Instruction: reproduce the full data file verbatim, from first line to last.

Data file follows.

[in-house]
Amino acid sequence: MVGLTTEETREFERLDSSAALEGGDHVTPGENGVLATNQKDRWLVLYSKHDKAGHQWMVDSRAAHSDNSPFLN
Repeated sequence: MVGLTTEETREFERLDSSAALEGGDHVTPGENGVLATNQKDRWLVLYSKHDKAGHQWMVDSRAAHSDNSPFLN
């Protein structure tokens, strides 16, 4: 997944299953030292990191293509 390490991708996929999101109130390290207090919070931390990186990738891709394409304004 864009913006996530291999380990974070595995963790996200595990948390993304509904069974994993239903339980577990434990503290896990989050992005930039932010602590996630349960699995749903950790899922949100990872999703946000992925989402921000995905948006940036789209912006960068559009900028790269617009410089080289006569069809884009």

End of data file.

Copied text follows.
[in-house]
Amino acid sequence: MVGLTTEETREFERLDSSAALEGGDHVTPGENGVLATNQKDRWLVLYSKHDKAGHQWMVDSRAAHSDNSPFLN
Repeated sequence: MVGLTTEETREFERLDSSAALEGGDHVTPGENGVLATNQKDRWLVLYSKHDKAGHQWMVDSRAAHSDNSPFLN
């Protein structure tokens, strides 16, 4: 997944299953030292990191293509 390490991708996929999101109130390290207090919070931390990186990738891709394409304004 864009913006996530291999380990974070595995963790996200595990948390993304509904069974994993239903339980577990434990503290896990989050992005930039932010602590996630349960699995749903950790899922949100990872999703946000992925989402921000995905948006940036789209912006960068559009900028790269617009410089080289006569069809884009």